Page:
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Title: Consequences to health :gastro-oesophageal reflux in the cystic fibrosis population
Authors: Zeybel, Gemma Louise
Issue Date: 2014
Publisher: Newcastle University
Abstract: The work described in this thesis relates to gastro-oesophageal reflux (GOR) and extra-oesophageal reflux (EOR) in the cystic fibrosis (CF) population. This thesis describes the characteristics of GOR and EOR and their association with pulmonary function, gastric aspiration and inflammation in the airway. In particular the study explores the increasing prevalence of overweight/obesity in CF and its association with GOR/EOR. In a sub group of patients (n=12) a longitudinal investigation took place to observe the effects of a new CFTR potentiator (Ivacaftor 150 mg/12h) on GOR/EOR symptoms. 72 CF adults recruited from a CF outpatient clinic consented to the study (39M/33F; median age 21 (16-60) years) and completed questionnaires to characterise symptoms of GOR (DeMeester score 0-9; < 1 normal) and EOR (Reflux Symptom Index (RSI) score 0- 2 45; < 13 normal). Patients were measured for BMI kg/m and grouped according to the 2 2 following BMI categories: underweight <18.5 kg/m , normal weight 18.5-25.0 kg/m , 2 2 overweight 25.1-30.0 kg/m and obese >30.0 kg/m . An expectorated sputum sample was provided and analysed for biomarkers of reflux (pepsin n=69 ELISA) and inflammation (IL-6 n=62 and IL-8 n=64 ELISA). Pulmonary function (FEV and FVC % predicted) and 1 genotype were recorded at the time of data collection. Statistical relationships were assessed using the Kruskal-Wallis statistical test followed by the Mann Whitney U test. GOR symptoms (DeMeester) were identified in 42% of patients and EOR symptoms (RSI) in 63% of patients. Pepsin was detected in 48 (70%) patient samples (median: 330ng/ml; range 80-1150ng/ml) and not correlated with GOR/EOR symptoms. GOR/EOR symptoms and gastric aspiration did not associate with pulmonary function, nor was GOR associated with inflammation of the airways. CF patients can be overweight/obese (16.7%), and this was associated with better lung function; they have less reflux. Obesity didn't show a relationship to F508del/F508del status or to gender. Ivacaftor treatment was associated with reduced symptoms of GOR and EOR (6 weeks to 12 month post medication) accompanied by positive effects on pulmonary function. GOR is common in CF patients and EOR symptoms are very prevalent in CF and more so than GOR. Microaspiration of gastric content into the airway was not correlated with pulmonary function and occurred across the spectrum of disease severity. Overweight/obese patients experience less EOR symptoms. The CFTR potentiator Ivacaftor reduced GOR and EOR symptoms after 6 weeks of treatment.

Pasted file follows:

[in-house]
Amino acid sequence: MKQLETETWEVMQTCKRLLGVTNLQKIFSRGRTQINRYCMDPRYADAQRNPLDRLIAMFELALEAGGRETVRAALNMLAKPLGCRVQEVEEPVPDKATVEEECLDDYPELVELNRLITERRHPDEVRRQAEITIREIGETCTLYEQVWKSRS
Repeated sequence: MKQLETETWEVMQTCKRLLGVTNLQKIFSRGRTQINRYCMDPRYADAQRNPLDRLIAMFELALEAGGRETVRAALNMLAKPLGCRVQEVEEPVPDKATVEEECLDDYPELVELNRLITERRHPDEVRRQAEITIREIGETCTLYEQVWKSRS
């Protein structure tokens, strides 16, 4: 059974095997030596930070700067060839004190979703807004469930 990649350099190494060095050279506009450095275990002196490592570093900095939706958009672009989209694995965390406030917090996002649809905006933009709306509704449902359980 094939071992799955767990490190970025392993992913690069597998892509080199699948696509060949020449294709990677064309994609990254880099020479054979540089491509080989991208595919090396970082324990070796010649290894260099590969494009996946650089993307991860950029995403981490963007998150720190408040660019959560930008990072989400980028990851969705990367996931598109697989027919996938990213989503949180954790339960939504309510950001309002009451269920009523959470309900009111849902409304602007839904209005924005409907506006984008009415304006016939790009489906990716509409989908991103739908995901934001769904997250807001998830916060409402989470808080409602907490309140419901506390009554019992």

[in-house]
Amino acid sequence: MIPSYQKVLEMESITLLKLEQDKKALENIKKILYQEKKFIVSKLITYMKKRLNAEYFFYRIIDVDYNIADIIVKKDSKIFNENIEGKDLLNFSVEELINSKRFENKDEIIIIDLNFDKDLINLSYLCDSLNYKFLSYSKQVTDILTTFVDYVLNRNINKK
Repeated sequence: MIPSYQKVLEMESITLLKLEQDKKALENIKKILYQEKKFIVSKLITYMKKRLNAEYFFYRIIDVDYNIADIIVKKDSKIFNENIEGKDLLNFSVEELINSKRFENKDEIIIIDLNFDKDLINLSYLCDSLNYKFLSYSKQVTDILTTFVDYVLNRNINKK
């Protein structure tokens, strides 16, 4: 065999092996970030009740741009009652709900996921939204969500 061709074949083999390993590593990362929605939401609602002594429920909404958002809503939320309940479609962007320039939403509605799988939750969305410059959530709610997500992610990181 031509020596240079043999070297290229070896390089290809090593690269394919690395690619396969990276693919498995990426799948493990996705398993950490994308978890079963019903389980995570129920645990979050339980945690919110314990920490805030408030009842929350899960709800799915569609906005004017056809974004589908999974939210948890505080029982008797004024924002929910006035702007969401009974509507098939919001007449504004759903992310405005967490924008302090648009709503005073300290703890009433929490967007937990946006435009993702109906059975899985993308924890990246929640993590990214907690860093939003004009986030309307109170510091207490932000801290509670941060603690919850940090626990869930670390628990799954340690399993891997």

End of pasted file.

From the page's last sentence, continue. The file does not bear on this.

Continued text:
Description: PhD Thesis
Appears in Collections:Institute for Cell and Molecular Biosciences

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